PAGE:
Kenya fails April audit on direct flights to the United States

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Terminal 1A at the Jomo Kenyatta International Airport. PHOTO | FILE

Kenyans will wait longer for direct flights to the United States after American aviation authorities said they were still not satisfied with conditions at Jomo Kenyatta International Airport (JKIA) in Nairobi.

The Federal Aviation Authority will perform another audit of JKIA in October after its last review fell below the US regulator’s minimum threshold.

“During the last audit in April we came very close to the 80 per cent mark (required for direct flights to begin). We expect to meet all requirements after the final audit in October,” Samuel Poghisio, Kenya Civil Aviation Authority (KCAA) board chairman, said Tuesday.

The International Civil Aviation Organisation audit gave Kenya a score of 78.42 per cent, up from 66 per cent in 2013, he added. ICAO does not reveal details of its scores and audit recommendations. It is up to each member country to decide what it wishes to declare.

Kenya has been implementing a raft of recommendations by the US government to enhance security, among them separation of passenger arrival and departure terminals, clearing the flight path and fencing off the airport.

READ: Kenya steps up push for direct flights to US

All airports are required to attain Category One status before they can launch direct flights to the US. At the moment, air travellers have to fly to Europe from where they take connecting flights to the US.

American-based Delta Airline and Fedex have expressed interest in starting operations to Kenya. The country’s push for direct flights to the US has been emboldened by ongoing facility upgrades at JKIA.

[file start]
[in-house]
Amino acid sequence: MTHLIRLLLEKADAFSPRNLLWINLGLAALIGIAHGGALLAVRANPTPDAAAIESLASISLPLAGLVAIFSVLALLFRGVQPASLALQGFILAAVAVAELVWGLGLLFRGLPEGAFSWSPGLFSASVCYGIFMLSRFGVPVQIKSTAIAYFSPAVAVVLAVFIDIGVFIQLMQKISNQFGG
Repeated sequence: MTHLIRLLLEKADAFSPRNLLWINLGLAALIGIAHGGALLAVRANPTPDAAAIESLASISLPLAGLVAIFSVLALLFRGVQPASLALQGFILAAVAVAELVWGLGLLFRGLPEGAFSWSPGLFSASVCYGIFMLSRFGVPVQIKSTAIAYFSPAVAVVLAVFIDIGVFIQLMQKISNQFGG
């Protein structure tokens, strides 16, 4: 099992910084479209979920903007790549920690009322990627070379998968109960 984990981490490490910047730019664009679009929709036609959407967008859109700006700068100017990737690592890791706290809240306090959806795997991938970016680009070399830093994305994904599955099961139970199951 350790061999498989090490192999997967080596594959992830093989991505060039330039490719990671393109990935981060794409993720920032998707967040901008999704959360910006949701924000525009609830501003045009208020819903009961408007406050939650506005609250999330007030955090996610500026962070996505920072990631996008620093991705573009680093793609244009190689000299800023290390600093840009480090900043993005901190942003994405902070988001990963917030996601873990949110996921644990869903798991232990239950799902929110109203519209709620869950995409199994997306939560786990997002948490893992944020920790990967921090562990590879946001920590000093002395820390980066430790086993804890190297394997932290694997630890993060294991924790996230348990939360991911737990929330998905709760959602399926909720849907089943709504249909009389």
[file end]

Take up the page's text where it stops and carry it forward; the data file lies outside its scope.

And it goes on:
READ: JKIA status upgrade to pave the way for direct US flights
The Kenya Airports Authority has spent nearly Sh9 billion to build Terminal 1 (previously Terminal 4) and recently opened a pre-fabricated Terminal 2, pushing their airport’s capacity to 7.5 million travellers annually.

This represents an excess capacity for the first time in more than two decades, easing congestion at East Africa’s main air travel hub.

The government has also invested Sh1.3 billion in new security equipment to be installed by November to enhance airport screening.

The aviation and tourism industries have been hard hit by travel advisories over security fears following terror attacks. Operations at Moi International Airport in Mombasa have particularly suffered as travellers keep off the region. Direct flights are expected to boost trade between Kenya and the US, which has increased in recent months.

Kenya has also witnessed growing interest from American investors, including multinationals such as General Electric and IBM which have set up shop in the country.

Kenya also hosts the United Nations Environmental Programme headquarters and the largest American embassy in Africa.

In 2009, Delta Airlines put off plans to start flights between Atlanta and Nairobi via Senegal after the US government failed to approve the deal at the last minute over security concerns.